All Malays needed is to transform their economic condition to be more sustainable and self-reliant.

It is one way to stem the bad habit of looking at others positively but look at themselves negatively.

It is timely for Prime Minister Dato’ Sri Mohd. Najib Tun Razak to launch the Second Phase of the Bumiputra Transformation Economic Roadmap (BTER).

The emphasis this time, as taken from Bigdog's blog here, are the five main thrusts as defined in the strategy below:
1. Economies and scale and passage to grow. Bumiputra corporations would be supported, facilitated and encouraged to grow into the market.

2. Empowering the talents of Bumiputra. Government would make it a national agenda to facilitate and support the building of talents amongst Bumiputra, in any fields be it academic, commercial, science and technology, professional, arts and culture and sports

3. Improve the resilience of Bumiputra entrepreneurs. Special programs such as Skim Jejak Jaya Bumiputra identify highly potential Bumiputra companies and being nurtured with the target to be listed in Bursa Malaysia.

4. Enabling the social mobility amongst Bumiputra. Bumiputra entrepreneurs would be facilitated and supported to explore and strengthen their trade beyond our waters, as part of the social mobility transformation plan with increasing the quality of life to another level.

5. The holistic transformation for the Bumiputra
An economically independent and confident Malays will evolve a viable culture of its own and create a modern civilisation.

Maybe such gathering of Malay cultural experts should be looking beyond preserving the past way of life and value system

They could be pondering on the future and carve out the evolution of a modern Malay culture with its core values intact and relevant with the world and technology of the day.

Just a passing thought.


Anonymous said...

Salaam ,

Tak kan lah beri salaam , pakai jubah dan kopiah dah jadi arab . Kalau pakai coat dan tie , makan pizza dll jadi orang orang eropah kah . Carlah tpoic lain yang lebih membina untok umat melayu .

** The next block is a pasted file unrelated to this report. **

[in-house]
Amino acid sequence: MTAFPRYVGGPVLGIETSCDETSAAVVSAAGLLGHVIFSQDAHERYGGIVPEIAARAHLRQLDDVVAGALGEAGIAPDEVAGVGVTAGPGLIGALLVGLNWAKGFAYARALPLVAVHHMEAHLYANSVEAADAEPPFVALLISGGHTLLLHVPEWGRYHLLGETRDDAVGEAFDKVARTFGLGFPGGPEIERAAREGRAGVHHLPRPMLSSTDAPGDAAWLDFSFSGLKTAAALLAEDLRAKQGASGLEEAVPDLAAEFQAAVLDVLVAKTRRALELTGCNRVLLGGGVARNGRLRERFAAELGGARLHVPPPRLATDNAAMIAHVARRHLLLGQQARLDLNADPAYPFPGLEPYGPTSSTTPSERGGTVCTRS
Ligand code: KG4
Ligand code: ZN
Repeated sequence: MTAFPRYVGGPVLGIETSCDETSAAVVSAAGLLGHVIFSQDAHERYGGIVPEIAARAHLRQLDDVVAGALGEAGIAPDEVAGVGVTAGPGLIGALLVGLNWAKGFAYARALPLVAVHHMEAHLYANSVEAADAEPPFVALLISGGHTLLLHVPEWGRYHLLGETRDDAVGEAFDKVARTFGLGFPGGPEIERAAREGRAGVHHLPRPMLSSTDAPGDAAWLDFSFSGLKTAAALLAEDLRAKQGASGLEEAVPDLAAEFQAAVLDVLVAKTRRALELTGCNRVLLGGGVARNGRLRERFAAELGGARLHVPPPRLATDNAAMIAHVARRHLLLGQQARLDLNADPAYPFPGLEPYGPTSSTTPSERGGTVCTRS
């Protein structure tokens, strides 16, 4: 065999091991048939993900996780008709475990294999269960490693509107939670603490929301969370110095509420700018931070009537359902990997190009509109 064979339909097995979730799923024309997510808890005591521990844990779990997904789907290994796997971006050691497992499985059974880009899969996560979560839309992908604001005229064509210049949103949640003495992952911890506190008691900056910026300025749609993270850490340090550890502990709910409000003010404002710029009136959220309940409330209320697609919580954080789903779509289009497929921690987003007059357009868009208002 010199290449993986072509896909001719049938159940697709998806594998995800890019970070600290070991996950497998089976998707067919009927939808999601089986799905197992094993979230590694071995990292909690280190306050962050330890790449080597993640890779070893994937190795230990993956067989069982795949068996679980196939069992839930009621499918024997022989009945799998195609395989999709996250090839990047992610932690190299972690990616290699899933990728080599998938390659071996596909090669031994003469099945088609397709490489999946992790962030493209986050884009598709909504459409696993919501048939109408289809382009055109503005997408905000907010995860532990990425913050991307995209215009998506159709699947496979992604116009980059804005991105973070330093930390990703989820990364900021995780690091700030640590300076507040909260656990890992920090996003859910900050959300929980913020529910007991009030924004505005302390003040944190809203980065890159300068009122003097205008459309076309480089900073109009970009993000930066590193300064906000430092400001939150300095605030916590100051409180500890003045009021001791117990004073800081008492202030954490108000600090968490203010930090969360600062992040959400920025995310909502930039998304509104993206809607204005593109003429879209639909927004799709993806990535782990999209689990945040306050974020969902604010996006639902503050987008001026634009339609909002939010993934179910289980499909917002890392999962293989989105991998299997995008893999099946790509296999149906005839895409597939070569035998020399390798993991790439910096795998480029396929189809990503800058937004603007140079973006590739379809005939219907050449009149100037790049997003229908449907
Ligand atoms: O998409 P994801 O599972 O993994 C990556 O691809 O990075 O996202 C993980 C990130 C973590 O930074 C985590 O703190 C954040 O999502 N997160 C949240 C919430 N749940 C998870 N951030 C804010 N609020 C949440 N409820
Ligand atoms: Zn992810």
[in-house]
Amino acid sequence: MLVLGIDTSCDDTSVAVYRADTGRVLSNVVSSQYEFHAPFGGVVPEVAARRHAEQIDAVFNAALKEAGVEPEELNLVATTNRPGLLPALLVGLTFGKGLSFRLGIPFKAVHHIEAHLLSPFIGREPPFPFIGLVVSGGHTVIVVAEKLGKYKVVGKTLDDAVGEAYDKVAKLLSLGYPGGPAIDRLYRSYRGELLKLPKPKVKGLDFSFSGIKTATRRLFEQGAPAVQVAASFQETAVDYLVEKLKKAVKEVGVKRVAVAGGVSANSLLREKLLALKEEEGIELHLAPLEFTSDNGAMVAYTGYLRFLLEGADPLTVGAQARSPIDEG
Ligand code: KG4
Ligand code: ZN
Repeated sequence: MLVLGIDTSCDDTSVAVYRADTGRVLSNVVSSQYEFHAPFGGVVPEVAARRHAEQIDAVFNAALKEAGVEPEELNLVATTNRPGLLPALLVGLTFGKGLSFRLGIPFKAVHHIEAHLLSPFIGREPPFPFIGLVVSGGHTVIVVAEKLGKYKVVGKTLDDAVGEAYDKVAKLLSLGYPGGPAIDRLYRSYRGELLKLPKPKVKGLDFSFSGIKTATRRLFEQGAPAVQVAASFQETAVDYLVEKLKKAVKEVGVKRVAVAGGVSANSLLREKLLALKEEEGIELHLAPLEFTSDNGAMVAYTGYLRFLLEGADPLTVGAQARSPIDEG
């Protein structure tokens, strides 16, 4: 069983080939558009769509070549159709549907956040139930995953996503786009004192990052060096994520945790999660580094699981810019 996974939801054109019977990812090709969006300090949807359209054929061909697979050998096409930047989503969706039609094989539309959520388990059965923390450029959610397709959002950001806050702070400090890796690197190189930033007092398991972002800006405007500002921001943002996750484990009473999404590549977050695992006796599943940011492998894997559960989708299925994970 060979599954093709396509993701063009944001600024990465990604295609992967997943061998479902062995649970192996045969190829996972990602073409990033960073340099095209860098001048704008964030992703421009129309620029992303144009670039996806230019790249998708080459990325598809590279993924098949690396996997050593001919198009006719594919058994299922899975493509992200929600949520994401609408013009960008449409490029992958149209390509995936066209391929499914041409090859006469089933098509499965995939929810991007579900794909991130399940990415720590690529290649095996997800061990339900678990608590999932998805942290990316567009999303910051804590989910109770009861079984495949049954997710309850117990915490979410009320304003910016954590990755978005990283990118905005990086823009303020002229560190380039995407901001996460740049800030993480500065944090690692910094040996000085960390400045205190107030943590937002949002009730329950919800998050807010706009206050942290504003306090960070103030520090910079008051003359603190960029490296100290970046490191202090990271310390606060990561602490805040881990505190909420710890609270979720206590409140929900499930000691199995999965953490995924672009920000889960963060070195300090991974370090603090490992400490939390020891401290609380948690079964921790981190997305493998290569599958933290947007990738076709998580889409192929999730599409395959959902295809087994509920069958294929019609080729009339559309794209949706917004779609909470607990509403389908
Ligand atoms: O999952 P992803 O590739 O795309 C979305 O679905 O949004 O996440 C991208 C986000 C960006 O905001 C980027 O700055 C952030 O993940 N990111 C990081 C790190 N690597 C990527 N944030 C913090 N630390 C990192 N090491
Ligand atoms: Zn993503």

Anonymous said...

I have problems with that Johan Jaaffar article. His 'evidence of arabisation' is weak!
Earlier Malay qariah not covering aurat surely did not show earlier Malay culture goes well with Islam the religion? The so call arabisation is the Malay adapts by changing the culture in form of appropriate veil we can see nowadays. Surely some go steps further by wearing niqab etc but in general people know that (niqab) is not Malay culture.
Then the arabisation of greetings: sanah helwah, eid mubarak etc; is no different with 'englishation' happy birthday, merry eid whatsoever.
Malay culture adapts. Islamisation is not arabisation. People dont replace Malay dance with arab dance, Malay folktale with arab folktale.
The problem is not Islamisation. The problem is people not care enough of Malay culture. People dont dance Malay dance anymore anywhere. Not in schools, not in majlis kahwin, not in national tv.

Anonymous said...

Malay is known for Perangai Hasad Dengki (PHD). Is that the Malay culture Johan and Rais wish to preserve?

The Arab is known for their temperament, argumentative and quarrelsome. Have we followed that behaviour?

Maybe we are beginning to but we learned it not from Arab but a Mamak faking himself as a Malay ultra who eventually work hand in hand with DAP. Mamak is also teaching Malays to be conniving and pretentious, after duping thhem relentlessly.

Malays have been emulating the Mat Salleh but why no complain by Johan and Rais? Blur...